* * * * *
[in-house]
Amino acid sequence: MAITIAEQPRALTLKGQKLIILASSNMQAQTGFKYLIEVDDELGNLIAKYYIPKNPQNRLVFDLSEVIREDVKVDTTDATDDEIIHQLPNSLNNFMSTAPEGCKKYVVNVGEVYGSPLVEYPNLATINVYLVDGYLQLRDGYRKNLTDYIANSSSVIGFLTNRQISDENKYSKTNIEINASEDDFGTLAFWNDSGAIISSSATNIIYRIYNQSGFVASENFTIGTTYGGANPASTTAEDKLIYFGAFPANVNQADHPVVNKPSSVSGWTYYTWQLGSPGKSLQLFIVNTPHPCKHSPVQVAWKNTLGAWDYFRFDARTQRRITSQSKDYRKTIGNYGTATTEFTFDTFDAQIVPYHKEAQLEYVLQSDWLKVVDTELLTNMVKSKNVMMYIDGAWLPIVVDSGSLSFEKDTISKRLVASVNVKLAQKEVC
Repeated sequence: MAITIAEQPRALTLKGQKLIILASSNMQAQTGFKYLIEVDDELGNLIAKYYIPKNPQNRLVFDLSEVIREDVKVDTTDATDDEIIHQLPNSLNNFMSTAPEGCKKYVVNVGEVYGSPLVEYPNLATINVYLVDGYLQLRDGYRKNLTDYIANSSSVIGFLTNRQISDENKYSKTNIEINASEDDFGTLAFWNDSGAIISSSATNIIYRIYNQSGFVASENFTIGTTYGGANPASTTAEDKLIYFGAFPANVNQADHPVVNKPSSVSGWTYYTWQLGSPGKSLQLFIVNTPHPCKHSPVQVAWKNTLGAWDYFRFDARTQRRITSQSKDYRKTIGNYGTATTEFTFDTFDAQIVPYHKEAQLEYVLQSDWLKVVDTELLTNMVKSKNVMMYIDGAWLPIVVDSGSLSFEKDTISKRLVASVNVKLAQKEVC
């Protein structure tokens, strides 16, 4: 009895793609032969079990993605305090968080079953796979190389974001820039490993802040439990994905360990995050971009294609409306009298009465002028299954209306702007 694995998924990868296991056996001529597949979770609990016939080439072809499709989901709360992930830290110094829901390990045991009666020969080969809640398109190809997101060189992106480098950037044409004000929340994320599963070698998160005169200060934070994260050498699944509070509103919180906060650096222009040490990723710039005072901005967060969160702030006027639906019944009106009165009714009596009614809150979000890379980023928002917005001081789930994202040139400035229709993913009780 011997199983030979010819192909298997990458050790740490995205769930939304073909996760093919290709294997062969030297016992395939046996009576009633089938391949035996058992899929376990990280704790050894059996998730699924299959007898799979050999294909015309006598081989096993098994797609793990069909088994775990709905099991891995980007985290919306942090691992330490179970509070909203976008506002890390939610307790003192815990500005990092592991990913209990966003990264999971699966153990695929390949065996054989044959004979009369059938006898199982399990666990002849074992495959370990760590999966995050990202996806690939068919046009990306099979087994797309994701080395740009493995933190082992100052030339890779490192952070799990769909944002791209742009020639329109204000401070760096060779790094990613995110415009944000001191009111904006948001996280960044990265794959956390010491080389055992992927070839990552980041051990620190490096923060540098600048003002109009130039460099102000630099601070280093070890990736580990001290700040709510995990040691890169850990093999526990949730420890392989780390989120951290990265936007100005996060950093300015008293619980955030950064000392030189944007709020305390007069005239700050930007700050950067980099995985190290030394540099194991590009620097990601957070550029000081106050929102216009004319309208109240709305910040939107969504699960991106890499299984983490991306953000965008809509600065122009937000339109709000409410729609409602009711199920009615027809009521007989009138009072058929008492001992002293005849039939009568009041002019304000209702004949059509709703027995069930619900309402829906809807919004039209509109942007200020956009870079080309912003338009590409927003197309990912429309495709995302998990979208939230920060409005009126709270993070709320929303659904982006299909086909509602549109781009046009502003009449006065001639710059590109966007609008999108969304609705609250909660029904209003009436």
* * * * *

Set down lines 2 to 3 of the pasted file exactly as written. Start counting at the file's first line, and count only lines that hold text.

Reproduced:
Amino acid sequence: MAITIAEQPRALTLKGQKLIILASSNMQAQTGFKYLIEVDDELGNLIAKYYIPKNPQNRLVFDLSEVIREDVKVDTTDATDDEIIHQLPNSLNNFMSTAPEGCKKYVVNVGEVYGSPLVEYPNLATINVYLVDGYLQLRDGYRKNLTDYIANSSSVIGFLTNRQISDENKYSKTNIEINASEDDFGTLAFWNDSGAIISSSATNIIYRIYNQSGFVASENFTIGTTYGGANPASTTAEDKLIYFGAFPANVNQADHPVVNKPSSVSGWTYYTWQLGSPGKSLQLFIVNTPHPCKHSPVQVAWKNTLGAWDYFRFDARTQRRITSQSKDYRKTIGNYGTATTEFTFDTFDAQIVPYHKEAQLEYVLQSDWLKVVDTELLTNMVKSKNVMMYIDGAWLPIVVDSGSLSFEKDTISKRLVASVNVKLAQKEVC
Repeated sequence: MAITIAEQPRALTLKGQKLIILASSNMQAQTGFKYLIEVDDELGNLIAKYYIPKNPQNRLVFDLSEVIREDVKVDTTDATDDEIIHQLPNSLNNFMSTAPEGCKKYVVNVGEVYGSPLVEYPNLATINVYLVDGYLQLRDGYRKNLTDYIANSSSVIGFLTNRQISDENKYSKTNIEINASEDDFGTLAFWNDSGAIISSSATNIIYRIYNQSGFVASENFTIGTTYGGANPASTTAEDKLIYFGAFPANVNQADHPVVNKPSSVSGWTYYTWQLGSPGKSLQLFIVNTPHPCKHSPVQVAWKNTLGAWDYFRFDARTQRRITSQSKDYRKTIGNYGTATTEFTFDTFDAQIVPYHKEAQLEYVLQSDWLKVVDTELLTNMVKSKNVMMYIDGAWLPIVVDSGSLSFEKDTISKRLVASVNVKLAQKEVC